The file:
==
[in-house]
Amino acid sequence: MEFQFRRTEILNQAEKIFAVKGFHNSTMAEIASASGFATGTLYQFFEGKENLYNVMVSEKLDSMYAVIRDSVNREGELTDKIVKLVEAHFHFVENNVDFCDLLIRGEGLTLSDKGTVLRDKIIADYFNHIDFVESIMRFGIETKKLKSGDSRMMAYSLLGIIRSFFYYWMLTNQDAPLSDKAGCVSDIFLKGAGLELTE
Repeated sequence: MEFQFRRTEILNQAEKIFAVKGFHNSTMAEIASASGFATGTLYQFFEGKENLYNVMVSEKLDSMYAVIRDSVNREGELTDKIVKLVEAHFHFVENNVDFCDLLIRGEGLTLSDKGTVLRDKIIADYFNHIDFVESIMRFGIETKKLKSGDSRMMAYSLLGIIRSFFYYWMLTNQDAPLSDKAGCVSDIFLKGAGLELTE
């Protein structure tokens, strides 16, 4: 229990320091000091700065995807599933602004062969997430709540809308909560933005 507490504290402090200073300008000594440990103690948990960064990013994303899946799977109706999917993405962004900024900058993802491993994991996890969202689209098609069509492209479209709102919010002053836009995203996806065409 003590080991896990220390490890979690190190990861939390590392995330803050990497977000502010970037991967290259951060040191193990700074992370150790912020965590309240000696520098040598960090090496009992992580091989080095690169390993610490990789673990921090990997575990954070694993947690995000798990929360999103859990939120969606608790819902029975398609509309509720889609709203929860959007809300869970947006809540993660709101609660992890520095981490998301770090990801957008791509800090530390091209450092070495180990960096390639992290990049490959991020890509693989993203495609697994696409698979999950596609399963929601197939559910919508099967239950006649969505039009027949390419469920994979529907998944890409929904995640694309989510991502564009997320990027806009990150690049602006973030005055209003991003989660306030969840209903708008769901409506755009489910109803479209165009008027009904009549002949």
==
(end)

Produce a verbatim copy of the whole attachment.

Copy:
[in-house]
Amino acid sequence: MEFQFRRTEILNQAEKIFAVKGFHNSTMAEIASASGFATGTLYQFFEGKENLYNVMVSEKLDSMYAVIRDSVNREGELTDKIVKLVEAHFHFVENNVDFCDLLIRGEGLTLSDKGTVLRDKIIADYFNHIDFVESIMRFGIETKKLKSGDSRMMAYSLLGIIRSFFYYWMLTNQDAPLSDKAGCVSDIFLKGAGLELTE
Repeated sequence: MEFQFRRTEILNQAEKIFAVKGFHNSTMAEIASASGFATGTLYQFFEGKENLYNVMVSEKLDSMYAVIRDSVNREGELTDKIVKLVEAHFHFVENNVDFCDLLIRGEGLTLSDKGTVLRDKIIADYFNHIDFVESIMRFGIETKKLKSGDSRMMAYSLLGIIRSFFYYWMLTNQDAPLSDKAGCVSDIFLKGAGLELTE
């Protein structure tokens, strides 16, 4: 229990320091000091700065995807599933602004062969997430709540809308909560933005 507490504290402090200073300008000594440990103690948990960064990013994303899946799977109706999917993405962004900024900058993802491993994991996890969202689209098609069509492209479209709102919010002053836009995203996806065409 003590080991896990220390490890979690190190990861939390590392995330803050990497977000502010970037991967290259951060040191193990700074992370150790912020965590309240000696520098040598960090090496009992992580091989080095690169390993610490990789673990921090990997575990954070694993947690995000798990929360999103859990939120969606608790819902029975398609509309509720889609709203929860959007809300869970947006809540993660709101609660992890520095981490998301770090990801957008791509800090530390091209450092070495180990960096390639992290990049490959991020890509693989993203495609697994696409698979999950596609399963929601197939559910919508099967239950006649969505039009027949390419469920994979529907998944890409929904995640694309989510991502564009997320990027806009990150690049602006973030005055209003991003989660306030969840209903708008769901409506755009489910109803479209165009008027009904009549002949």